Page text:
The Steap proteins are metalloreductases.
      ,
      • Ohgami R.S.
      • Campagna D.R.
      • Antiochos B.
      • Wood E.B.
      • Sharp J.J.
      • Barker J.E.
      • Fleming M.D.
      nm1054: a spontaneous, recessive, hypochromic, microcytic anemia mutation in the mouse.
      ). The work by Ohgami et al. (
      • Ohgami R.S.
      • Campagna D.R.
      • Greer E.L.
      • Antiochos B.
      • McDonald A.
      • Chen J.
      • Sharp J.J.
      • Fujiwara Y.
      • Barker J.E.
      • Fleming M.D.
      Identification of a ferrireductase required for efficient transferrin-dependent iron uptake in erythroid cells.
      ) included protein homology analyses that provided initial clues to its function and mechanism. Steap3 and its homologs Steap2 and Steap4 were predicted to be composed of two distinct domains: an N-terminal cytoplasmic domain and a C-terminal transmembrane domain (
      • Ohgami R.S.
      • Campagna D.R.
      • Greer E.L.
      • Antiochos B.
      • McDonald A.
      • Chen J.
      • Sharp J.J.
      • Fujiwara Y.
      • Barker J.E.
      • Fleming M.D.
      Identification of a ferrireductase required for efficient transferrin-dependent iron uptake in erythroid cells.
      ,
      • Hubert R.S.
      • Vivanco I.
      • Chen E.
      • Rastegar S.
      • Leong K.
      • Mitchell S.C.
      • Madraswala R.
      • Zhou Y.
      • Kuo J.
      • Raitano A.B.
      • Jakobovits A.
      • Saffran D.C.
      • Afar D.E.
      STEAP: a prostate-specific cell-surface antigen highly expressed in human prostate tumors.
      ,
      • Moldes M.
      • Lasnier F.
      • Gauthereau X.
      • Klein C.
      • Pairault J.
      • Fève B.
      • Chambaut-Guérin A.M.
      Tumor necrosis factor-α-induced adipose-related protein (TIARP), a cell-surface protein that is highly induced by tumor necrosis factor-α and adipose conversion.
      ,
      • Porkka K.P.
      • Nupponen N.N.
      • Tammela T.L.
      • Vessella R.L.
      • Visakorpi T.
      Human pHyde is not a classical tumor suppressor gene in prostate cancer.
      ). The closest homolog for the N-terminal cytoplasmic domain is the prokaryotic F420:NADP+ oxidoreductase. F420H2:NADP+ oxidoreductase utilizes an elaborated Rossmann or dinucleotide binding domain to bind NADPH and the flavin-derivative F420 (
      • Warkentin E.
      • Mamat B.
      • Sordel-Klippert M.
      • Wicke M.
      • Thauer R.K.
      • Iwata M.
      • Iwata S.
      • Ermler U.
      • Shima S.
      Structures of F420H2:NADP+ oxidoreductase with and without its substrates bound.
      ). In methanogens, F420H2:NADP+ oxidoreductase reduces F420 to F420H2, which is subsequently used to reduce CO2 to methane. Because the flavin analog F420 is not known in mammals, the homology suggested that the N-terminal domain of Steap3 would instead bind NAD(P)H and a flavin, such as FAD or FMN.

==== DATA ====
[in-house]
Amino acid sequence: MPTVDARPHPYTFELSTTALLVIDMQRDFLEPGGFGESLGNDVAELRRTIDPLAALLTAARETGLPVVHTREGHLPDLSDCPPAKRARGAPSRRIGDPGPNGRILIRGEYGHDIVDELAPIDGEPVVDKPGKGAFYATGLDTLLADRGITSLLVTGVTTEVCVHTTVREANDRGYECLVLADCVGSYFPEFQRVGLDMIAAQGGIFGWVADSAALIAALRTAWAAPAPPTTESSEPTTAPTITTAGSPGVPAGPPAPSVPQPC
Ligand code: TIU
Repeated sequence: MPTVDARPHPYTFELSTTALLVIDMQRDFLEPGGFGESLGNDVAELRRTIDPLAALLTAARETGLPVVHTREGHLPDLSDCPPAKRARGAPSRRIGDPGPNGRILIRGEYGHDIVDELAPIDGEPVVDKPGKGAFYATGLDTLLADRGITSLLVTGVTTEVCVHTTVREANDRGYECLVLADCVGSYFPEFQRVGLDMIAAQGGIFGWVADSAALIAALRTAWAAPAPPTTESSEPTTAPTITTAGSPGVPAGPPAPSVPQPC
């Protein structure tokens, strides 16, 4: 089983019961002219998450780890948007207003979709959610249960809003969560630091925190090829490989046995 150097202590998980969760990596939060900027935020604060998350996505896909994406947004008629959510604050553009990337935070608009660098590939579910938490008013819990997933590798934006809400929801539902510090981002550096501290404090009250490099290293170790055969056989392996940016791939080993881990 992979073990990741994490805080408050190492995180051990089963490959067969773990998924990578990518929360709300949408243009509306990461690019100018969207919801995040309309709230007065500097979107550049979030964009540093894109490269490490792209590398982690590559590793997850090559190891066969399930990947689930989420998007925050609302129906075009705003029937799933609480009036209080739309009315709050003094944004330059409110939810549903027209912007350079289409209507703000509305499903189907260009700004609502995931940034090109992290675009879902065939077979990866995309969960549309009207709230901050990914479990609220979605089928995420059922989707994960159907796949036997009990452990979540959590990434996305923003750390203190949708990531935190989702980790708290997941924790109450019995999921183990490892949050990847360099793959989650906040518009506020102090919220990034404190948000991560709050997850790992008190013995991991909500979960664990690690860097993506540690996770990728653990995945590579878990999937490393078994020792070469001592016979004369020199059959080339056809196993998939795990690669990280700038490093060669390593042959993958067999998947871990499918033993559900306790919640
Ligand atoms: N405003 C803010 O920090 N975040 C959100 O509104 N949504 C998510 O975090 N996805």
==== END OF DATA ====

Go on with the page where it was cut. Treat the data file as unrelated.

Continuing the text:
The C-terminal domain was predicted to contain six transmembrane α-helices with distant homology to yeast ferric reductases and to mammalian NADPH oxidase among others (
      • Ohgami R.S.
      • Campagna D.R.
      • Greer E.L.
      • Antiochos B.
      • McDonald A.
      • Chen J.
      • Sharp J.J.
      • Fujiwara Y.
      • Barker J.E.
      • Fleming M.D.
      Identification of a ferrireductase required for efficient transferrin-dependent iron uptake in erythroid cells.
      ). Thus, collectively, the transmembrane domains of the Steap, ferric reductase, and NADPH oxidase protein families place each of these within the greater “ferric reductase domain” (FRD) superfamily (
      • Zhang X.
      • Krause K.H.
      • Xenarios I.
      • Soldati T.
      • Boeckmann B.
      Evolution of the ferric reductase domain (FRD) superfamily: modularity, functional diversification, and signature motifs.
      ). In this light, members of the ferric reductase and NADPH oxidase families utilize cytosolic domains or subunits to transfer electrons from NADPH to FAD. The reduced FADH2 then transfers its electrons to the transmembrane domain of these proteins, which utilizes two embedded heme cofactors to move the electrons across the membrane to the extracellular or luminal face of the protein for the reduction of iron or O2, respectively. For ferric reductase and NADPH oxidase, the two heme moieties are coordinated by four histidine residues in their transmembrane segments. Interestingly, in Steap3 and its mammalian homologs, only two of these histidine residues are conserved, thus predicting only a single transmembrane heme (
      • Ohgami R.S.
      • Campagna D.R.
      • Greer E.L.
      • Antiochos B.
      • McDonald A.
      • Chen J.
      • Sharp J.J.
      • Fujiwara Y.
      • Barker J.E.
      • Fleming M.D.
      Identification of a ferrireductase required for efficient transferrin-dependent iron uptake in erythroid cells.
      ).
      The crystal structures of the truncated cytoplasmic oxidoreductase domains have been determined for Steap3 and Steap4 (